Registering EPR programs with the National Ecology Center (NEC), which works under the oversight function of the National Solid Waste Management Commission, by February is the first official deadline under the law. The NEC is responsible for maintaining an EPR Registry containing all registered EPR programs, and will provide technical expertise, information, training and networking services for the implementation of the law. Registration is imperative for obliged enterprises and failure to do so is the first possible offense.

With only a few days left before the deadline, obliged enterprises should also consider that the timely submission of their EPR programs would demonstrate their ability to really implement and operationalize these programs in the long-term. Considering that programs are expected to scale-up and be reported regularly moving forward, obliged enterprises must begin to, if they have not yet, incorporate their EPR programs and targets into their corporate strategies and annual plans.

MOVING TOWARDS CIRCULARITYA shift in mindset and action is necessary in accomplishing a more sustainable way of doing business. Companies should start thinking of long-term strategies for implementing their EPR programs in order to reach the target recovery rate of 80% by 2028 onwards. More than compliance and incentives from this Act, the implementation of these EPR programs will also reflect upon the values of the company, as well as its shareholders and stakeholders.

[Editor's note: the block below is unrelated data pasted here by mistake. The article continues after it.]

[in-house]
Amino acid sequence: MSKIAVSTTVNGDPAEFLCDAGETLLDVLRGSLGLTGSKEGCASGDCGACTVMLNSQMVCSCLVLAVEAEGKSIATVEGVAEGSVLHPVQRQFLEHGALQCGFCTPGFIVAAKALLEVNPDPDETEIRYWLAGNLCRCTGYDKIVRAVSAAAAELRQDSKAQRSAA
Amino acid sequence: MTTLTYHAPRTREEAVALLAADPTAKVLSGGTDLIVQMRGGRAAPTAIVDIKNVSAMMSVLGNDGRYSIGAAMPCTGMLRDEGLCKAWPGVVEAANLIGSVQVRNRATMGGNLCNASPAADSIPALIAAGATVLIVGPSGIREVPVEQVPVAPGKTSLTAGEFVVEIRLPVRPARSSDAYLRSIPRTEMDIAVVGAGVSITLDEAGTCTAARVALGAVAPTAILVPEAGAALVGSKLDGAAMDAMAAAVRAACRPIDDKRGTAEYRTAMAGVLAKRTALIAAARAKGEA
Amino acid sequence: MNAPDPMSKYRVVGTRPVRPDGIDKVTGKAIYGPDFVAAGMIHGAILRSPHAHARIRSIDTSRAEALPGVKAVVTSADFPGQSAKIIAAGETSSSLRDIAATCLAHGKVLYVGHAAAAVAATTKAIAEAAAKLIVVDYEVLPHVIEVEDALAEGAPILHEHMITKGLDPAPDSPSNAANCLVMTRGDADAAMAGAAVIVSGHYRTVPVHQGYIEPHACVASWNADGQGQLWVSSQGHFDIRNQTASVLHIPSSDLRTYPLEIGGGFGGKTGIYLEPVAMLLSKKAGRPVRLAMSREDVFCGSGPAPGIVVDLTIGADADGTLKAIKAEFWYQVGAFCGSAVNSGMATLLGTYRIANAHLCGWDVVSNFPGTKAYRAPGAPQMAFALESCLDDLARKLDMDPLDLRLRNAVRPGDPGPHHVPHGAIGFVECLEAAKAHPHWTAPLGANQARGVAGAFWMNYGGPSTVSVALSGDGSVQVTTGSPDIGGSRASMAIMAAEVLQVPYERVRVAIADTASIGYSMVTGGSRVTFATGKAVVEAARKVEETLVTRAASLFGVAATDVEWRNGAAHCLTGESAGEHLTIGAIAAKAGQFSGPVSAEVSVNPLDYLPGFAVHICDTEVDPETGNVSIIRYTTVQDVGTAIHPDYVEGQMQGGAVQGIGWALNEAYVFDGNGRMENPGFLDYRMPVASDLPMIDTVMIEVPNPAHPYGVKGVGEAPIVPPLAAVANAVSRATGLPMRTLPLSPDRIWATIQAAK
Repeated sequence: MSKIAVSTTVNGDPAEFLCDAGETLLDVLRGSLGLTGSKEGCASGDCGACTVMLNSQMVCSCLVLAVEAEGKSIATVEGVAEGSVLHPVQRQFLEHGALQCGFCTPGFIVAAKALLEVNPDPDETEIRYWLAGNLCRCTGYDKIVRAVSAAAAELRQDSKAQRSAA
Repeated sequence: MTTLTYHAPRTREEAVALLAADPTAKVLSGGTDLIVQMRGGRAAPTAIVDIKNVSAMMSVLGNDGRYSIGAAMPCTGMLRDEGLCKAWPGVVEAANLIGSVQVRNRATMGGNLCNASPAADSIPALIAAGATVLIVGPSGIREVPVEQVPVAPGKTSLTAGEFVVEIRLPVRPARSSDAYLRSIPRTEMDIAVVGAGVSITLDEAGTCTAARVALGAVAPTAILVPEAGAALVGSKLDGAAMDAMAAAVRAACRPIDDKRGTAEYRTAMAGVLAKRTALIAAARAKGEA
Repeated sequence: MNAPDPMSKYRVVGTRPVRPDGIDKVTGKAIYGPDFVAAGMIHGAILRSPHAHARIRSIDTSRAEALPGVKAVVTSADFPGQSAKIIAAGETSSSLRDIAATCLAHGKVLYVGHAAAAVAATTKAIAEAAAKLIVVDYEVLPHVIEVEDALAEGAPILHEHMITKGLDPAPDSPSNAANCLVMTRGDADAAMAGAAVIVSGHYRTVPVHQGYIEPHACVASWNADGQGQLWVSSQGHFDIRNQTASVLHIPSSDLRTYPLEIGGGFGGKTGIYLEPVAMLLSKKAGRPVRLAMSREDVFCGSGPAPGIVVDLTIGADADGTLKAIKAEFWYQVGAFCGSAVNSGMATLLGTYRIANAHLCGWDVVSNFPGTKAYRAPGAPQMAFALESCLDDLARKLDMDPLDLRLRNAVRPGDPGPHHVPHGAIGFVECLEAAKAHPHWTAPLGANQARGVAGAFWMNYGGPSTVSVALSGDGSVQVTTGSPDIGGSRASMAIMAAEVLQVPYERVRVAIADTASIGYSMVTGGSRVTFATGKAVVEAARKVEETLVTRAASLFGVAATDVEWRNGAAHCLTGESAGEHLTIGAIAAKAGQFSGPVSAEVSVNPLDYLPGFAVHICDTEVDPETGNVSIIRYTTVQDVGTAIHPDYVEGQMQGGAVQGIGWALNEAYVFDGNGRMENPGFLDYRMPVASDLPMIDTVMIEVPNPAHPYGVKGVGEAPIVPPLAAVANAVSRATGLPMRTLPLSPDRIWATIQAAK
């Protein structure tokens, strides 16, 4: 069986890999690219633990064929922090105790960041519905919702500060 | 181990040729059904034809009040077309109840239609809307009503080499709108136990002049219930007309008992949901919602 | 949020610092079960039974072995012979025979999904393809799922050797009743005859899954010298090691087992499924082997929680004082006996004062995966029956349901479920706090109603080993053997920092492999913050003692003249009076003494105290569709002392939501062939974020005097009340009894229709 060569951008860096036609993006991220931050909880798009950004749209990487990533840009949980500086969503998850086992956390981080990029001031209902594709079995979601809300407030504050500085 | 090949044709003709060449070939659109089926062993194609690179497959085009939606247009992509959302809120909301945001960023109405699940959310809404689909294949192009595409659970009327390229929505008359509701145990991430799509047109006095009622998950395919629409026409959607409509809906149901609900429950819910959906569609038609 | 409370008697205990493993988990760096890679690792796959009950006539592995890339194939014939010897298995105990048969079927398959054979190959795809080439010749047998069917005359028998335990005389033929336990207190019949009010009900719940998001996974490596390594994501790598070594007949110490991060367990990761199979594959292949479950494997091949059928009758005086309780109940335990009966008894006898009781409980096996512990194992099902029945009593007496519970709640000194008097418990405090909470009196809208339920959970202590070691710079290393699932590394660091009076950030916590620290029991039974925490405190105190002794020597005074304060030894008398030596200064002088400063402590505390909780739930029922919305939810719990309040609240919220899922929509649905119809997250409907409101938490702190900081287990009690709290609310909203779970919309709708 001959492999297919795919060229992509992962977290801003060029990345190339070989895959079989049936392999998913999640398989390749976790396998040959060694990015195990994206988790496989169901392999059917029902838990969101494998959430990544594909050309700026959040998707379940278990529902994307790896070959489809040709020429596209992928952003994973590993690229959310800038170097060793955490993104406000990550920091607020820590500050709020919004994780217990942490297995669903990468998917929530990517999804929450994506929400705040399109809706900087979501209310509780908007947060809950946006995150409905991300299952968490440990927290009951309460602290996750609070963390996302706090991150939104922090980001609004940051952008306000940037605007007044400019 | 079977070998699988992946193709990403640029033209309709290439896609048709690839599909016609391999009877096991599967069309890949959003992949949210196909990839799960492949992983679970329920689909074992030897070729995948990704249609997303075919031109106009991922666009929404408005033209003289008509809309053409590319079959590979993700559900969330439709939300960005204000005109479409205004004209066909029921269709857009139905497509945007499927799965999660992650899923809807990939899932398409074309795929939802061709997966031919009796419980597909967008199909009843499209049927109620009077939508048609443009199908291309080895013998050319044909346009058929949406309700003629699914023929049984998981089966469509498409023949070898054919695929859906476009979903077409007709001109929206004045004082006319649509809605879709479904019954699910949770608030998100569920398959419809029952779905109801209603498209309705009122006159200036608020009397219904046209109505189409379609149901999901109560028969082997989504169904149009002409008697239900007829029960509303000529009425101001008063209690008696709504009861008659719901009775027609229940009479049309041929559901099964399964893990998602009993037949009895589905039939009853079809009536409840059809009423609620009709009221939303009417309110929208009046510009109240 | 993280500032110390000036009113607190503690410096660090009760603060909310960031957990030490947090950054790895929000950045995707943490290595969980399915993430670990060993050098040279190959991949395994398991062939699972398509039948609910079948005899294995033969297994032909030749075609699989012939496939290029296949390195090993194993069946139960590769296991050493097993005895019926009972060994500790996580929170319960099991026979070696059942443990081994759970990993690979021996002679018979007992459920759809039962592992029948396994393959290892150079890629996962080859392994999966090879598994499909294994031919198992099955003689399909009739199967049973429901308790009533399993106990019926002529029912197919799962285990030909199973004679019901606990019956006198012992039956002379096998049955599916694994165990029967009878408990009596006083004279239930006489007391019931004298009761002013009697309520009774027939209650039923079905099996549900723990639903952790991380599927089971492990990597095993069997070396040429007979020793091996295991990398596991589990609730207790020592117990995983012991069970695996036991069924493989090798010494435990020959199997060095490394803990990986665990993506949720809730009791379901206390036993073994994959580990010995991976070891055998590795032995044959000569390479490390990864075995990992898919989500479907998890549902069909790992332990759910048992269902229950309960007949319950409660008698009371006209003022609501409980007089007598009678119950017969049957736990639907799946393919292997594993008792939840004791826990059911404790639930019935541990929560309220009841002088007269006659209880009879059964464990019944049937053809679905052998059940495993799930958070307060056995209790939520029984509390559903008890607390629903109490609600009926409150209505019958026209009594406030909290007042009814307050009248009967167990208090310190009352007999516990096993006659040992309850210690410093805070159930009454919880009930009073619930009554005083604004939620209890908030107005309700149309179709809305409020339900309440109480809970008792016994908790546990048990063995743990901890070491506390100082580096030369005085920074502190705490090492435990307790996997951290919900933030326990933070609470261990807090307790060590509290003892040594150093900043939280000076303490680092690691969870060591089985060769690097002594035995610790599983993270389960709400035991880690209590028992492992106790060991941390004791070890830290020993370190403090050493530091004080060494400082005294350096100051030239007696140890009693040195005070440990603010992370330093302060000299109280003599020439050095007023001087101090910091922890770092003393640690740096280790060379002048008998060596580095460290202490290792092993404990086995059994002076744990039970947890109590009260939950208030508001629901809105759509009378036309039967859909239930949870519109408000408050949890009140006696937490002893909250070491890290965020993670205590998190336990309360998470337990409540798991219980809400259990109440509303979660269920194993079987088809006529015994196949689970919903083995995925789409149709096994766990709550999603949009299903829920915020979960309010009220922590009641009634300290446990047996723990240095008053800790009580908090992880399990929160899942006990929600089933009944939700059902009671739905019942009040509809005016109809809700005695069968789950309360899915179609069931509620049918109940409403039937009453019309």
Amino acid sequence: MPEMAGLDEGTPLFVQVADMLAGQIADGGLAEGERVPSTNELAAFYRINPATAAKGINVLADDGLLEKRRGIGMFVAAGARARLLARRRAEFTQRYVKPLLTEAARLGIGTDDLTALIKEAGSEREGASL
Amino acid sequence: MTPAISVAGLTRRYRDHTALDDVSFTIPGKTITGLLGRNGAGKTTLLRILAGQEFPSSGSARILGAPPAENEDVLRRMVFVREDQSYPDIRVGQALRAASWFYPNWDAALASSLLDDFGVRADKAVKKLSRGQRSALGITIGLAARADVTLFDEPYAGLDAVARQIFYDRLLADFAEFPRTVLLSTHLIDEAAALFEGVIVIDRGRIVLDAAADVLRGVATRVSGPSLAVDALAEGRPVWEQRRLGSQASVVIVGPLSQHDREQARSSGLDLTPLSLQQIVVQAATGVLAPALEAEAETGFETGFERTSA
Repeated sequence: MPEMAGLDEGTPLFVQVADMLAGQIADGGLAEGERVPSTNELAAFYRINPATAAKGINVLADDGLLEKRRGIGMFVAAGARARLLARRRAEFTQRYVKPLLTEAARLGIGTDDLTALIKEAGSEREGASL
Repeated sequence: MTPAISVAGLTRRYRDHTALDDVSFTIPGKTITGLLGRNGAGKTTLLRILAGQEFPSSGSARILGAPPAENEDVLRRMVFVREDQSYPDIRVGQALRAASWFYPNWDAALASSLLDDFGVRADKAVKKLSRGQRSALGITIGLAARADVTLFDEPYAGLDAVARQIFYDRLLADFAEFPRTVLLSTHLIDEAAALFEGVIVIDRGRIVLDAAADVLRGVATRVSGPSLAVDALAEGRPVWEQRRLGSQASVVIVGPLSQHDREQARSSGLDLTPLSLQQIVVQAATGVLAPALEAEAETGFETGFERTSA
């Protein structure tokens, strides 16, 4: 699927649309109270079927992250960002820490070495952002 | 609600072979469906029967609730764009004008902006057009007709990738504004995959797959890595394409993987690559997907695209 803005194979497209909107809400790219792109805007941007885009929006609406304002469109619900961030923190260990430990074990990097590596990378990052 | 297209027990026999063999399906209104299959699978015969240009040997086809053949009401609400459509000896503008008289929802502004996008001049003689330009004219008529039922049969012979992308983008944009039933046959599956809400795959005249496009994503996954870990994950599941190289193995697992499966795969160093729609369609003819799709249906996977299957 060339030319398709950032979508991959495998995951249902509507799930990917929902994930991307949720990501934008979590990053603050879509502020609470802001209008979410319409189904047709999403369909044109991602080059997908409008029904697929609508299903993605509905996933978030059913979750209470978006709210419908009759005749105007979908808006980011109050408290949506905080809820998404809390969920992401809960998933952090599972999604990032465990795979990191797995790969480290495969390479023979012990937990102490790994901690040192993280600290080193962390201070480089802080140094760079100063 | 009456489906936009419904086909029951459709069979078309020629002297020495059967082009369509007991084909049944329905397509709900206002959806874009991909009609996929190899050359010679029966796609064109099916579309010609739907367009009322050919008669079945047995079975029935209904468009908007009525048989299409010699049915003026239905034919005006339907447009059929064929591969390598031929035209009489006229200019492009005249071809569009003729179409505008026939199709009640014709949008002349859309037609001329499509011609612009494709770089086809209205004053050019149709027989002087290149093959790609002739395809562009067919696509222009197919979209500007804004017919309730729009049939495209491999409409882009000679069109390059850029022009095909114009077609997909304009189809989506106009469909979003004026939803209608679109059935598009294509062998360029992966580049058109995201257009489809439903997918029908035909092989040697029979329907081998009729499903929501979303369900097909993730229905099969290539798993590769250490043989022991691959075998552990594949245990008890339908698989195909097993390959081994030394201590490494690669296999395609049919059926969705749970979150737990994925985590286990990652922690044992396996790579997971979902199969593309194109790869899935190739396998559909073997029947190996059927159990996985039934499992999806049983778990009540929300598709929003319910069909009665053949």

The transition to a more circular economy in the Philippines still has a long way to go, but the Act serves as a catalyst to encourage collaborative efforts from the government, companies, communities, and informal sectors to make conscious decisions in reducing the generation of plastic wastes in the country.

In the second part of this article, we discuss EPR registration, EPR implementation, and keeping confidence through third-party assurance.

This article is for general information only and is not a substitute for professional advice where the facts and circumstances warrant. The views and opinions expressed above are those of the authors and do not necessarily represent the views of SGV & Co.

Benjamin N. Villacorte is a partner and Erica Nicole D. Gomez is a senior associate from the Climate Change and Sustainability Services team of SGV & Co.